In other words: software patents are an anti-competitive tool that
serves to raise the burden on innovation. The height of that barrier
is flexible and can easily be raised to trip established companies,
such as Philips, and innovative newcomers alike.

In previous letters we have explained how software patents cost jobs
and economic power in Europe. Today we would like to inform you how
they pose a threat to the International Financial Reporting Standards
(IFRS) [1] as all the ideas used in these standards will be implemented
in software and would therefore be patentable. This will affect all
European companies as the IFRS rules have been mandatory to all listed
companies in the European Union since 2002.

If you check the US Patent and Trademark Office (USPTO) database, you
will find that there are already hundreds of patents on software ideas
concerning expressions like "account" or "financial report". One of
them protects a system "for financial planning and advice" [2]. That
particular patent is held by American Express Financial Corporation
(Amex) - a company which we know better for its credit cards than its
innovative software.

After establishing a legal basis for software patents in Europe, Amex
might arbitrarily choose to determine which software company is
allowed to implement the IFRS or similar standards.

This of course assumes that none of Amex' competitors has an interest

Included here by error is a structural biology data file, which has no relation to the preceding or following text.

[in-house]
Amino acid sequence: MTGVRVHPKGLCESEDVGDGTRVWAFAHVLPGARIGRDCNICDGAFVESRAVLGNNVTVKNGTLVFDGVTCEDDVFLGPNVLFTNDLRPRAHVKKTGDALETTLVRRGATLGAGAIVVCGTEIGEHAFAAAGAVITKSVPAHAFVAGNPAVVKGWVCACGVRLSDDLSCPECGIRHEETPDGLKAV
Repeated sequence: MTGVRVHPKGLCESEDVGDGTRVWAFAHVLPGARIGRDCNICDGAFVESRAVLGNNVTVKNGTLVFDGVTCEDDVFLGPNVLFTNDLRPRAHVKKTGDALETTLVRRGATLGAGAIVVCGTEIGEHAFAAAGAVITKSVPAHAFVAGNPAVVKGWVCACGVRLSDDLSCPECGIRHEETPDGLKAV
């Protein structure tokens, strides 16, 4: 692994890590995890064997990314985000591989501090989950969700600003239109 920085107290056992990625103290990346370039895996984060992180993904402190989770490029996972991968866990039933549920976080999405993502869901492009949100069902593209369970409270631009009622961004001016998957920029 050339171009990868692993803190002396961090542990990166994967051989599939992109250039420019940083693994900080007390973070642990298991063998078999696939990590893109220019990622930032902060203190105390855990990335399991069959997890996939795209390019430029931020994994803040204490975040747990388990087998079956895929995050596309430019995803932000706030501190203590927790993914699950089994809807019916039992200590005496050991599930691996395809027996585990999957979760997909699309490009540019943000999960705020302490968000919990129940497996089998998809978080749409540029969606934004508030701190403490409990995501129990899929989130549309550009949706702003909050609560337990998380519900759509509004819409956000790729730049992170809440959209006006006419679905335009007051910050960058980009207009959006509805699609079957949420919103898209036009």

in blocking such development and uses their patent on another
necessary idea to stop the development. But even if no one does: As all
systems have many components in common and the number of methods to
make computer systems secure is limited, any such software would
always be less secure in a software patent regime.

People in Europe often seem to look to the United States for economic
advice. This time, the CEO of Computer Associates, John Swainson, has
made the message remarkably clear: Europe should not introduce
software patents. [3]

Copyright provides a very efficient protection for computer software,
but in order for Copyright to protect your innovation, you first need
to have an innovation. That is why we hope EICTA will stand up and
oppose software patents because: "We must be allowed to innovate."

Yours sincerely,

Georg Greve
Free Software Foundation Europe

[1] Definition
[2] Patent Search
[3] Quote

About the Free Software Foundation Europe:
The Free Software Foundation Europe (FSFE) is a charitable
non-governmental organisation dedicated to all aspects of Free
Software in Europe. Access to software determines who may participate
in a digital society. Therefore the Freedoms to use, copy, modify and
redistribute software - as described in the Free Software definition-
allow equal participation in the information age. Creating awareness
for these issues, securing Free Software politically and legally, and
giving people Freedom by supporting development of Free Software are
central issues of the FSFE. The FSFE was founded in 2001 as the
European sister organisation of the Free Software Foundation in the
United States.